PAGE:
As the defining sports icon of our generation hits his most important half century, several excellent cricket writers have produced some outstanding essays over the past fortnight. Alagappan Muthu’s essay on Sachin Tendulkar at 50 is close to the top-of-this-heap.
Part of the reason Muthu’s essay is so good is because it reminds us of the adrenalin rush a generation of Indians got from watching Tendulkar power punch for India (at a time when very few Indian cricketers exhibited ‘power’): “Straight drives with so little fuss it felt like the fulfilment of a pact. “Just be a good ball and go for four, okay?” Back-foot punches that combined the grace of a ballet dancer with the power of a heavyweight fighter. And those flicks. If they could talk, they’d be like, “Come on, man. Don’t make it this easy.” He was geometric perfection. But also a bit cheeky. Sometimes, when the required rate was getting to him, he would play a shot that didn’t make sense even as it happened right before our eyes. An inside-out drive for six over cover to a ball pitching outside leg stump. That stuff was freestyle. That stuff was gangsta.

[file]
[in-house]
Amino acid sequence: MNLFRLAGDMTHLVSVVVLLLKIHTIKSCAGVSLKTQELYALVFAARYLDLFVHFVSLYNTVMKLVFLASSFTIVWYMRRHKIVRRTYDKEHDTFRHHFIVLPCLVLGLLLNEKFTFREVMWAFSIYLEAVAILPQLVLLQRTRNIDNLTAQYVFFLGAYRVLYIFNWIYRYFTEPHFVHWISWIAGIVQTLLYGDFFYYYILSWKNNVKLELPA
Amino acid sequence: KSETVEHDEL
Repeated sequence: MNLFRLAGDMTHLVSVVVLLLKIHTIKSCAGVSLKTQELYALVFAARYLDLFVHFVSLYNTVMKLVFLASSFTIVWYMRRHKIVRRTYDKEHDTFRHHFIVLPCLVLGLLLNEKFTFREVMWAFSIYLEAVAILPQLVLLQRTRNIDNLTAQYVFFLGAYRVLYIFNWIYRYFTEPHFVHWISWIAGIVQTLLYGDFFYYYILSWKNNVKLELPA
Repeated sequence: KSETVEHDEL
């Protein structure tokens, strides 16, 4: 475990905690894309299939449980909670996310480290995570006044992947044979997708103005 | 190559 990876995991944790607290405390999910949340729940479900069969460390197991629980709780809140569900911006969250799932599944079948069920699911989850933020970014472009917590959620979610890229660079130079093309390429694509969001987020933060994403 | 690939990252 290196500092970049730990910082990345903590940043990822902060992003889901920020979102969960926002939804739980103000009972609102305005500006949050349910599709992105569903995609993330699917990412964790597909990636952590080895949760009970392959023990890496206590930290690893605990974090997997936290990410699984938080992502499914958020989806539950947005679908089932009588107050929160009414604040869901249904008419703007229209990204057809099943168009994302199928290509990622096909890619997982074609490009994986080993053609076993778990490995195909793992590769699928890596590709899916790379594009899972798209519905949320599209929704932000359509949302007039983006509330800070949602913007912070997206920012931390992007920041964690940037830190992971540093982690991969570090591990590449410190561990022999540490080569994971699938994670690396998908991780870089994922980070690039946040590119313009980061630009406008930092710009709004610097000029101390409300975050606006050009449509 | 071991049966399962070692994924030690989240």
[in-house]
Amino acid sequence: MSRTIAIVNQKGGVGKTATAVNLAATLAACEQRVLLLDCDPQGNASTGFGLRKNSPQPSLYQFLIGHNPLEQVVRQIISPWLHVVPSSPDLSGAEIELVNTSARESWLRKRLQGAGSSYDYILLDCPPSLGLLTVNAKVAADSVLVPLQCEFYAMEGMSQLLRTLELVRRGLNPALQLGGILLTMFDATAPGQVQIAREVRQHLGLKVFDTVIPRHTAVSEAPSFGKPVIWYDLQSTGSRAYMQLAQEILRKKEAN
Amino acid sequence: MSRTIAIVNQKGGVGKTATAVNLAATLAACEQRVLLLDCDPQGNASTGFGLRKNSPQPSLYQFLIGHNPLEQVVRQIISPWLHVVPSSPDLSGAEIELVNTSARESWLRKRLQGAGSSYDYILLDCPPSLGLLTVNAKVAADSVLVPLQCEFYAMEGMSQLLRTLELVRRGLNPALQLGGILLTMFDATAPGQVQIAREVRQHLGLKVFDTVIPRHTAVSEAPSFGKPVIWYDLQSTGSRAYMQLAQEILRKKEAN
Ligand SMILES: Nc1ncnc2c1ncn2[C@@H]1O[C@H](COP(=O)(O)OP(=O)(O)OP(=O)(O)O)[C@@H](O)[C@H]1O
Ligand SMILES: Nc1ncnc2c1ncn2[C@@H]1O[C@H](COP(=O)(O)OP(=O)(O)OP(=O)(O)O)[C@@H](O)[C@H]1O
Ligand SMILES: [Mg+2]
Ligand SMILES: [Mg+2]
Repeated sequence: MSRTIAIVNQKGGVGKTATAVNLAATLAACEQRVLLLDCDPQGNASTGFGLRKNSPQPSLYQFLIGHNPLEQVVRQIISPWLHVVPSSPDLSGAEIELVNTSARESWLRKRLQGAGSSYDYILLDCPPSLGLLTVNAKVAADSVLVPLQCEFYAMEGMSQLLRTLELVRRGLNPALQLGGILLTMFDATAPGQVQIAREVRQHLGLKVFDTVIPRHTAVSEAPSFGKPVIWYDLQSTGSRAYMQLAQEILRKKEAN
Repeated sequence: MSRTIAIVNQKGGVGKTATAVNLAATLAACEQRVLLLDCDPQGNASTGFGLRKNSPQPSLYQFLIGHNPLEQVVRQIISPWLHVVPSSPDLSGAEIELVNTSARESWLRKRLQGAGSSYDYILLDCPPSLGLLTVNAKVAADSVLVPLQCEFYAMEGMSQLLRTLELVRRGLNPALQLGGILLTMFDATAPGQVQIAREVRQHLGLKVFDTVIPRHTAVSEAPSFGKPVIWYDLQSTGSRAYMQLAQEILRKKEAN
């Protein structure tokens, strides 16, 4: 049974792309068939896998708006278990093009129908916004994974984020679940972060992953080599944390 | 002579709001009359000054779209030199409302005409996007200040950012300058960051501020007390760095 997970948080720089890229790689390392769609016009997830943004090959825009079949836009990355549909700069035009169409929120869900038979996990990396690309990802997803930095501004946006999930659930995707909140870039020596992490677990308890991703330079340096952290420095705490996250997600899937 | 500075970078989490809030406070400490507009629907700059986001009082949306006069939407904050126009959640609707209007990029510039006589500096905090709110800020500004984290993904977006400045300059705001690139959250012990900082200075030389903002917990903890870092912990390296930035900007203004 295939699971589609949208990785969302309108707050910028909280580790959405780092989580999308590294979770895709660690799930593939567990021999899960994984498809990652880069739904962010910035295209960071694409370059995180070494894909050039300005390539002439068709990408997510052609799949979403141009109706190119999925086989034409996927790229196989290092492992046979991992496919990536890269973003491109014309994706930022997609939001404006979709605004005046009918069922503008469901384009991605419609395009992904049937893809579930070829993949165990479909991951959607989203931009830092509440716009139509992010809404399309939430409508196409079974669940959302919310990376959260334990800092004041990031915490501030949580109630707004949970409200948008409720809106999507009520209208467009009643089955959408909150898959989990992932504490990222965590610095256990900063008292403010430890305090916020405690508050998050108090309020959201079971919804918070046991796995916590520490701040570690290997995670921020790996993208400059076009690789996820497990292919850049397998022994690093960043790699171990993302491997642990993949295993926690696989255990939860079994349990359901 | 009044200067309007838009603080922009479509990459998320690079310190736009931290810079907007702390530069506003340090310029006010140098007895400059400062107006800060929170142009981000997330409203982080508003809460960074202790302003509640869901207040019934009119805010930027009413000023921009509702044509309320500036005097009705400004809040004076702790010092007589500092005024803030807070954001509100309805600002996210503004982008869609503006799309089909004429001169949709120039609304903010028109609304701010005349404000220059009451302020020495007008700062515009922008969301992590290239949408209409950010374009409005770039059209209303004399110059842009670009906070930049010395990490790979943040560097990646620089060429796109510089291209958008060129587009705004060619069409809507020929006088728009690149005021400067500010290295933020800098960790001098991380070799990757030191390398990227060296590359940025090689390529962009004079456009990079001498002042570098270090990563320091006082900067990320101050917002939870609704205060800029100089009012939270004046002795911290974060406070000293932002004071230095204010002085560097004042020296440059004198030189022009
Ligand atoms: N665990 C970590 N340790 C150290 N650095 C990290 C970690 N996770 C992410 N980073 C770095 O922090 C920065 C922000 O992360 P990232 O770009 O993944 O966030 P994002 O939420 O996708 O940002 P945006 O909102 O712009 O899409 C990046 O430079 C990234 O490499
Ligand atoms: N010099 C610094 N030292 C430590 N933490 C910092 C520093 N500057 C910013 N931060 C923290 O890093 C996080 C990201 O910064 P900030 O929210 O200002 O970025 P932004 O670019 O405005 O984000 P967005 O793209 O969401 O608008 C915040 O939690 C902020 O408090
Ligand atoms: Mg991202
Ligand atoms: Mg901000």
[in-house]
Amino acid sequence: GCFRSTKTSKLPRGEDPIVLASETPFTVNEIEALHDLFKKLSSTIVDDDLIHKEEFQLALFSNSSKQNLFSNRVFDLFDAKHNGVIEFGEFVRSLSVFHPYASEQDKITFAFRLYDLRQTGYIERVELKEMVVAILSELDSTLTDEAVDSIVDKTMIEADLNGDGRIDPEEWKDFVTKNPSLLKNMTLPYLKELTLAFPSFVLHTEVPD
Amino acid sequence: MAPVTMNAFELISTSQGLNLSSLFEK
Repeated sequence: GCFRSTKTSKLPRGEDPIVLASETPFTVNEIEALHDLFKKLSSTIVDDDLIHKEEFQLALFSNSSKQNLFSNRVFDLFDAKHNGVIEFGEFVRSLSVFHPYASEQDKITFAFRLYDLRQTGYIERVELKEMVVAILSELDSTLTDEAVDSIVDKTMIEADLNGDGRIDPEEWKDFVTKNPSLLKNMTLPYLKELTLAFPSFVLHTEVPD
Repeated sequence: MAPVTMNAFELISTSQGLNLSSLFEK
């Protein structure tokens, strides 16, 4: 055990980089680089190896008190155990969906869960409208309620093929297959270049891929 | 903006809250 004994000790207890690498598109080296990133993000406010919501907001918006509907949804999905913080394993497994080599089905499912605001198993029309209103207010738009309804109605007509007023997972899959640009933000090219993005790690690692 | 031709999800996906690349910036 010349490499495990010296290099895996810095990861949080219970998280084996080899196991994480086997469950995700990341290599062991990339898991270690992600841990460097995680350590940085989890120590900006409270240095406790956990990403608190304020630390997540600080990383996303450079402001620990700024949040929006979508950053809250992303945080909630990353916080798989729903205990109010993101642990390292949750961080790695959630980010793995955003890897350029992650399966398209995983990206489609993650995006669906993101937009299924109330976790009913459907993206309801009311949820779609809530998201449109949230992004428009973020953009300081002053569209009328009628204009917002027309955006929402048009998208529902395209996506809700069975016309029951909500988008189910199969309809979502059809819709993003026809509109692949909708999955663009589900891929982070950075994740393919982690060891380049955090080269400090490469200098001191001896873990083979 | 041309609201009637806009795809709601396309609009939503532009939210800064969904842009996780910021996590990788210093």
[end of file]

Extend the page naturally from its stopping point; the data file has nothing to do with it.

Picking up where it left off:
Plus, he went and did all this to the best of the best. Wasim Akram. Shane Warne. Courtney Walsh. Glenn McGrath. Muthiah Muralidaran. This five-foot nothing prodigy made world-beating his day job, and that at a time when Indians didn’t fancy themselves capable of such audacity.”
Another factor that makes Muthu’s essay stand out is how he contextualises Tendulkar’s greatness at specific junctures in India’s history when dark clouds swirled around the republic: “My memories of him are all of the accumulator that he became later in his career. The artist who became a technician, culling all the risk out of his game in order to increase productivity. But there was still some magic left. Like Chennai 2008, where his only Test-match-winning century in a chase came just a few days after a terror attack on his city.
It was one of his more bespoke innings. He left nothing to chance. Not even the fate of his non-striker. For 42 overs, he was the voice inside Yuvraj Singh’s head. And when it was done, he dedicated the win to the people of Mumbai and hoped it might in some small way ease their pain. Stone-cold precision born out of warmth, feeling and empathy. Suddenly Sachin’s greatness started to make sense. He got so good because he wanted to make everybody – including himself – happy.”
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